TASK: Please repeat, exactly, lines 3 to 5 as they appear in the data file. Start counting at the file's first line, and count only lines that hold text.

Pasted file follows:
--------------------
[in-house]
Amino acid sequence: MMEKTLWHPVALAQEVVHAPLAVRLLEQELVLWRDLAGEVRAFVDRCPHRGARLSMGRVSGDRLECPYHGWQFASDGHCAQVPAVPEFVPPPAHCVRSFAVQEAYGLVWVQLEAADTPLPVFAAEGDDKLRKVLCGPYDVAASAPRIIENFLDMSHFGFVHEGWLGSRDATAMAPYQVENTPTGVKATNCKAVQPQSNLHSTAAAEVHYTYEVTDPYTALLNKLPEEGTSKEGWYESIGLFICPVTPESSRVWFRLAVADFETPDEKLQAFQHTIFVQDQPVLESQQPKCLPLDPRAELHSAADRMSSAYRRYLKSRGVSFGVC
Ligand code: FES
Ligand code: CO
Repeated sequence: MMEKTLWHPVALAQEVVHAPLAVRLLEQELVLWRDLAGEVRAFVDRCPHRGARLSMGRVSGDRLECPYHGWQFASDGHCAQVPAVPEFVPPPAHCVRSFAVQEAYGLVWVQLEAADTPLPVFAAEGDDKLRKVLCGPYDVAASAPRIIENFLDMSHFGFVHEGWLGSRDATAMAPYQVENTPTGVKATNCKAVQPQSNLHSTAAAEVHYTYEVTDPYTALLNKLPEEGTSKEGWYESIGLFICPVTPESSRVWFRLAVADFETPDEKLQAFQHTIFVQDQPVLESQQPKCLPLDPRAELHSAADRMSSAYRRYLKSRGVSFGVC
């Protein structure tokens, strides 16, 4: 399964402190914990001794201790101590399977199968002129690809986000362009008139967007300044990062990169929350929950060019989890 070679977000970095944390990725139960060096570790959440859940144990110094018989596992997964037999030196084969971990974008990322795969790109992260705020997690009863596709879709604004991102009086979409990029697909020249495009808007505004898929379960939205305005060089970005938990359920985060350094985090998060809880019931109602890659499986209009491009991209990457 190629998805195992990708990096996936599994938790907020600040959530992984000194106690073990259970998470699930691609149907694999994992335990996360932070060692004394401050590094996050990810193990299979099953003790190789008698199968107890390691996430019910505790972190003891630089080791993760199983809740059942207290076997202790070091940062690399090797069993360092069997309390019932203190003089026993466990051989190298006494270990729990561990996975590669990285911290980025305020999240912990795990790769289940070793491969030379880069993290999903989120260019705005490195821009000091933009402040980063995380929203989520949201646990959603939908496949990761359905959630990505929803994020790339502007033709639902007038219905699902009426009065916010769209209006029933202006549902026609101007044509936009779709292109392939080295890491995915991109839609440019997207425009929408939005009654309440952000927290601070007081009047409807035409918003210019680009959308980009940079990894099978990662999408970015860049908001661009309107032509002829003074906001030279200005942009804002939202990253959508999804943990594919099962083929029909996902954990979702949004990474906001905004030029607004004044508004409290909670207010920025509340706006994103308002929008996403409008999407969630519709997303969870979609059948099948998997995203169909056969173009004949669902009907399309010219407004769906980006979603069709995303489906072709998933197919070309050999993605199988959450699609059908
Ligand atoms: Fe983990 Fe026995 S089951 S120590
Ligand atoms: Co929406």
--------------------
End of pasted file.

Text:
Ligand code: FES
Ligand code: CO
Repeated sequence: MMEKTLWHPVALAQEVVHAPLAVRLLEQELVLWRDLAGEVRAFVDRCPHRGARLSMGRVSGDRLECPYHGWQFASDGHCAQVPAVPEFVPPPAHCVRSFAVQEAYGLVWVQLEAADTPLPVFAAEGDDKLRKVLCGPYDVAASAPRIIENFLDMSHFGFVHEGWLGSRDATAMAPYQVENTPTGVKATNCKAVQPQSNLHSTAAAEVHYTYEVTDPYTALLNKLPEEGTSKEGWYESIGLFICPVTPESSRVWFRLAVADFETPDEKLQAFQHTIFVQDQPVLESQQPKCLPLDPRAELHSAADRMSSAYRRYLKSRGVSFGVC